In accordance with a second embodiment of the invention, a method of manufacturing a computer system includes the steps of placing an order for a computer system which designates selected hardware components and selected software components and generating a hardware list and a software list from the order. The hardware list is distributed to a hardware assembly line and the software list is distributed to a software assembly system. The method further includes the steps of assembling hardware components designated by the hardware list on the hardware assembly line and recording software components designated by the software list on a CD-ROM using the software assembly system. Software components from the CD-ROM are bootstrapped and loaded onto the assembled hardware components. The software-loaded and assembled hardware components are packaged with documentation and the CD-ROM and shipped to the customer.

In some embodiments, a method also includes the steps of assigning an identification number to the assembled hardware components and storing the identification number in the assembled hardware components. The identification number is also written to the CD-ROM. A CD-ROM bootstrap process is programmed to compare the identification number written to the CD-ROM with the identification number stored in the assembled hardware components and to complete the bootstrap operation only if the identification numbers match.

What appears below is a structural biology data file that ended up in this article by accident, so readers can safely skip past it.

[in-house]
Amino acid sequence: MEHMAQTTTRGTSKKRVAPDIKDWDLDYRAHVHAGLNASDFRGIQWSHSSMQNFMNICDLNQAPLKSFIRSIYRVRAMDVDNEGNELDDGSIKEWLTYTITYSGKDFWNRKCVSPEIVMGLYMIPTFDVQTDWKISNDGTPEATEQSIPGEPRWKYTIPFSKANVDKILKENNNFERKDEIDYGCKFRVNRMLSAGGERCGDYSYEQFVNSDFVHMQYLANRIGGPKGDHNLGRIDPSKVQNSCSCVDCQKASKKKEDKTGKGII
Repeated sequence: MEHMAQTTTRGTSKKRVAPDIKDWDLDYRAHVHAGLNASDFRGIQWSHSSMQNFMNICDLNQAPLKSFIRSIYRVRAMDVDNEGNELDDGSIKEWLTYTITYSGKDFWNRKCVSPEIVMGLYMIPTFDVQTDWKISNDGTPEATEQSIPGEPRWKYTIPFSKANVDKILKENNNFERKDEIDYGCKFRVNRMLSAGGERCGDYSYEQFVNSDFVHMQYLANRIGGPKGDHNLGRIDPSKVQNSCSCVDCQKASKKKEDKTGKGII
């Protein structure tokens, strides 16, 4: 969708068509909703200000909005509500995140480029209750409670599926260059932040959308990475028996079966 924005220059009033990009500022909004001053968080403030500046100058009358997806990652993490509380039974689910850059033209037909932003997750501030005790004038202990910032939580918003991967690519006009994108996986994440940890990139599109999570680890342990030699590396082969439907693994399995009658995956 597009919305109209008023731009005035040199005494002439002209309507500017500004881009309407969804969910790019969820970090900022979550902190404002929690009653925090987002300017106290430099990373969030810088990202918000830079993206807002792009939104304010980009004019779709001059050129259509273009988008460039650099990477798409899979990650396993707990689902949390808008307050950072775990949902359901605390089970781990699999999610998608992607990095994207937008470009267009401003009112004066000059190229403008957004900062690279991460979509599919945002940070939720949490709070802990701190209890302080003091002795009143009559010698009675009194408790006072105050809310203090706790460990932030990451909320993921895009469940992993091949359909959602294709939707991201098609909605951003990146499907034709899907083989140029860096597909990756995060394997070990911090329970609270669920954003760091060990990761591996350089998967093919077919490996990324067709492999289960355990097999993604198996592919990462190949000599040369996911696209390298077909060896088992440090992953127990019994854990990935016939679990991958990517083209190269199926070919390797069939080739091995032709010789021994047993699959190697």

The disclosed process has several advantages over conventional computer system manufacturing processes. For example, the disclosed process allows a combination of software components to be tailored to a customer's requirements from a catalog of software utilities and applications which are known to be compatible with the computer system hardware requested by the customer. Furthermore, the software assembly sub-process is completely isolated from the hardware assembly sub-process so that the two sub-processes proceed in parallel, thereby reducing the time elapsed from customer order to customer shipping.

It is advantageous that the CD-ROM that is used to load software onto the assembled hardware components is also shipped to the customer. The customer thus receives a permanent backup copy of software that was originally loaded onto the system and appropriately licensed to the customer.